The walk will feature three route options: a 5K course as well as two shorter paths for the energy impaired. In addition to educational information about the disease and storyboards about regional patients along the walk path, there will also be visiting medical specialists to answer questions. Walk registration will begin at 8:30am, and the walk will start at 10:00am.
There is no registration fee. To participate, volunteer, or for more information, go to www.energyforlifewalk.org/
In conjunction with the Energy For Life Walk, the UMDF is hosting a regional symposium entitled Understanding Mitochondrial Disease on Friday, October 12, from 8:00am to 4:30pm at Covenant Presbyterian Church in Charlotte. Pharmacists, physicians, physician assistants, nurse practitioners, and registered nurses may register for the event at www.charlotteahec.org/
ABOUT MITOCHONDRIAL DISEASE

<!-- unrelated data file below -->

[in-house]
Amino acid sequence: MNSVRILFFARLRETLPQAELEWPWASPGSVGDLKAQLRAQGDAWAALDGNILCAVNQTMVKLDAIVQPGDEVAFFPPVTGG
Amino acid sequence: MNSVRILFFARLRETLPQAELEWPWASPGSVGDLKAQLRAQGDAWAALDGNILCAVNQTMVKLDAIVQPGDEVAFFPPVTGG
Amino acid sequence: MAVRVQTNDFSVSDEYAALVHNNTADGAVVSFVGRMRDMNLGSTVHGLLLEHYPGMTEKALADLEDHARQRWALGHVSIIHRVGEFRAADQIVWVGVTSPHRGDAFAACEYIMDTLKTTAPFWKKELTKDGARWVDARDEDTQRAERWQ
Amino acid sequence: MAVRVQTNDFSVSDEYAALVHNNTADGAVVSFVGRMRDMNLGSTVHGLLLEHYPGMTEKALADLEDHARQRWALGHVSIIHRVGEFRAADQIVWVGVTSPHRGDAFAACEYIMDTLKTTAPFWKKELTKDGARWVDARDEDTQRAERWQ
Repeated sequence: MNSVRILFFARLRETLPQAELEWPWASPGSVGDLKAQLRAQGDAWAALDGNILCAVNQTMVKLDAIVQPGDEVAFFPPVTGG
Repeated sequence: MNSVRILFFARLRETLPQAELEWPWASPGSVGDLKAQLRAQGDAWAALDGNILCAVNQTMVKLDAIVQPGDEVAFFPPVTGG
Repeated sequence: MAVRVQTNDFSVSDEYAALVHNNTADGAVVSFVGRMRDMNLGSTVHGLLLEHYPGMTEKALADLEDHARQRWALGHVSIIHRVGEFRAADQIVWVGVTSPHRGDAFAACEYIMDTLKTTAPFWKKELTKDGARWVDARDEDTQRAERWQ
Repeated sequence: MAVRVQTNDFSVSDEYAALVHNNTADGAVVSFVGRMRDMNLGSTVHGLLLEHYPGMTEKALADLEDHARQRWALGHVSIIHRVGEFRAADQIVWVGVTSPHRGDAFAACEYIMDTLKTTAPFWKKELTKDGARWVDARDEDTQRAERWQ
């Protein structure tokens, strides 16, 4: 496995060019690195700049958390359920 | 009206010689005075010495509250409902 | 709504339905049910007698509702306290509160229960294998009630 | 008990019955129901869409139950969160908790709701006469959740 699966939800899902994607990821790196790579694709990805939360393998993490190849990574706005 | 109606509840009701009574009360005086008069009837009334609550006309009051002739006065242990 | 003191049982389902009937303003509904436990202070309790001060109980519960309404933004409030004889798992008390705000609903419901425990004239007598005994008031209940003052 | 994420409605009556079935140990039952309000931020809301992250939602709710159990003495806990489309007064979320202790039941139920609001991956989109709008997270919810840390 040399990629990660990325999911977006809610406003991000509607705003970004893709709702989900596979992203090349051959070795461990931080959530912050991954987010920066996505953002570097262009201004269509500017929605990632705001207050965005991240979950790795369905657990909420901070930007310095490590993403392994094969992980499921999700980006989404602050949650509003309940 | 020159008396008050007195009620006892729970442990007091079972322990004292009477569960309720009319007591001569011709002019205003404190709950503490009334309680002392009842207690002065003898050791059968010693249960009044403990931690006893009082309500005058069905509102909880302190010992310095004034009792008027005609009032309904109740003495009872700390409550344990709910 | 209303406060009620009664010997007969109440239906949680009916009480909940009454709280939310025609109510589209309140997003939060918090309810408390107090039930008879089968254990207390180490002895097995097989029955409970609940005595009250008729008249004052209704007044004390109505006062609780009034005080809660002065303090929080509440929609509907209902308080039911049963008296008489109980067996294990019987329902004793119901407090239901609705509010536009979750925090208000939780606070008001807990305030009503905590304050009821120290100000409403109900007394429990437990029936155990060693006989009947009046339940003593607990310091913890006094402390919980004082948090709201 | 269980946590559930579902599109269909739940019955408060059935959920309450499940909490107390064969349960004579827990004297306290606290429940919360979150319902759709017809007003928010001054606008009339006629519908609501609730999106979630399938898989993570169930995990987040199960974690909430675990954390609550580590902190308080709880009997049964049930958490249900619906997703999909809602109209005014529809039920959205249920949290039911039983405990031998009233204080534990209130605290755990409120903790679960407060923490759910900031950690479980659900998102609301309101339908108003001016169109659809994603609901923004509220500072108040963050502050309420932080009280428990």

Commonly known as the powerhouses of cells, tiny mitochondria generate more than 90% of the energy the human body needs to sustain life and to support growth. When mitochondria are diseased, they produce insufficient energy, thereby causing cellular injury and cellular death. As this process is replicated, entire organ systems fail, leading to illness that ranges from sporadic and mild, to progressively debilitating and catastrophic. Most patients suffer symptoms for years before they are accurately diagnosed with mitochondrial disease, with many not receiving their diagnoses until well into adulthood. With research indicating that one in 200 people harbors a genetic mutation that can lead to mitochondrial disease in them or their offspring, the condition is not rare. In fact, at least once every 30 minutes, a child is born who will develop a mitochondrial disease by age 10. Mitochondrial dysfunction has been linked to ALS, Alzheimer’s, autism, Huntington’s, Parkinson’s, and many forms of cancer. For this reason, advances in mitochondrial disease medicine have a positive ripple effect on all these other conditions. There is currently no cure for mitochondrial disease.